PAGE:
More than 1,000 of the UK's 2,500 railway stations need "urgent" upgrades to help disabled people, the government has said. But while efforts to improve the situation are being made, some disabled passengers in the West Midlands fear their problems could continue for years.
One commuter who faces the problems on a daily basis is 30-year-old David Lewis. A wheelchair user due to chronic arthritis, Mr Lewis travels the country giving talks on his condition.
However, he cannot use his local train station in Acocks Green in Birmingham as it has no disability access at all.
"I have regular appointments at Heartlands Hospital in Birmingham," he said.
"To get there by train should be free, due to my rail pass.
"But because I cannot access my nearest station, Acocks Green, at all, I have to pay about £15 per trip in a black cab."
He added: "Some stations are not even manned in the evening; and lifts are closed down in the evening too, so even if you can get there, there is nobody to assist you.
"If I am travelling by train now, it takes days of preparation. I have to use the internet to find stations that allow access to disabled people and plot a route that way.
"The situation in London is a lot easier, but here in the Midlands, it is not so good. Not enough is being done."
Centro, the organisation responsible for travel across the West Midlands, says improvements are on the way for Acocks Green station.
Spokesman Peter Cameron said: "Acocks Green station itself is subject to a £1.7m investment from Centro and Department for Transport, which will see brand new lifts installed to make it much easier for passengers with mobility problems to access the platforms and work is expected to start before the end of the year."
Efforts to remedy the situation nationally are ongoing, the government says. The DfT's Access for All fund is a pot of £100m to cover access improvements to more than 150 stations in England, Wales and Scotland between 2014 and 2019.
However, it has said it cannot guarantee when the improvements will be delivered to hundreds of stations nationwide that are not yet on this list.
In the West Midlands, Birmingham's New Street Station welcomes 31 million commuters through its doors each year. All platforms have lifts and escalators, all entrances have automatic doors and wheelchairs can be provided if needed.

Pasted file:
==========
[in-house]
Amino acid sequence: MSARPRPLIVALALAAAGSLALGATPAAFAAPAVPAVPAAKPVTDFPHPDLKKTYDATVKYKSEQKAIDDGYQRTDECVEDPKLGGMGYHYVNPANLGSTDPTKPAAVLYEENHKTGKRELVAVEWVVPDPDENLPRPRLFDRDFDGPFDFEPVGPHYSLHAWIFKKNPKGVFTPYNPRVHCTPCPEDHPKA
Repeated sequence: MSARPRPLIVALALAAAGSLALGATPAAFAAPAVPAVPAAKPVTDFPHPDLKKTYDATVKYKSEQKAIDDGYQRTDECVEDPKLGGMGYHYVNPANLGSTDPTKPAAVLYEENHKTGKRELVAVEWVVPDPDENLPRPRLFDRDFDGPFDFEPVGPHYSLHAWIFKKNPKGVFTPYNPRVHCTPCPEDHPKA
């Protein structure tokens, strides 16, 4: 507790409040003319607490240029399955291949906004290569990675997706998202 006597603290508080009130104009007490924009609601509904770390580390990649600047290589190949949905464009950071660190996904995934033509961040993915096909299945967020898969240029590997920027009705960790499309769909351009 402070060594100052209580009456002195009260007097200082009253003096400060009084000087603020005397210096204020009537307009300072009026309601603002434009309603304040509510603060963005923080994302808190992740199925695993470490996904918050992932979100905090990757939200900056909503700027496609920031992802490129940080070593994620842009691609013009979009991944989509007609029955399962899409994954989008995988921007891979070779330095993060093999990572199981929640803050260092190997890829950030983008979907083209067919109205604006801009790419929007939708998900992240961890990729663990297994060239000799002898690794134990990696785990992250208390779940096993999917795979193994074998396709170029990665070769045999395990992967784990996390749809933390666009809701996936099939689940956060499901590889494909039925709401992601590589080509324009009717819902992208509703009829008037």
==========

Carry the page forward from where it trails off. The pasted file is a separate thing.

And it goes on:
Yet within a few miles of New Street, 14 of the 69 West Midlands region's stations are in need of disabled access upgrades but with no indication of when they will get them.
For many, the timetable for improvements is not good enough. Residents in Kidsgrove, Staffordshire, complain their local station is not listed for improvements via the fund.
Their MP, Joan Walley, says she plans to raise the matter in Parliament.
"I have become increasingly frustrated at the lack of disabled access," she said.
"The current situation is unacceptable."
Just a few miles down the track, Stoke-on-Trent's station has full disabled access but eight of the 22 stations in Staffordshire are without similar facilities - and currently have no timetable for improvements.
Others stations around the region, like their counterparts around the country, have ramp access to one or two platforms, but only stair access to others; drastically limiting the travel opportunities of wheelchair users.
A spokesman for the DfT said: "The Access for All programme is currently delivering step-free access at over 150 stations. Other access improvements, such as hand rails, will be delivered to over 1,000 stations due to the programme.
"While we cannot guarantee which stations will be included, a further £100m will extend the programme from 2015 to 2019."
Stations across the country included in the extended programme are due to be named in early 2014. Until then, the daily struggle for thousands of disabled commuters continues.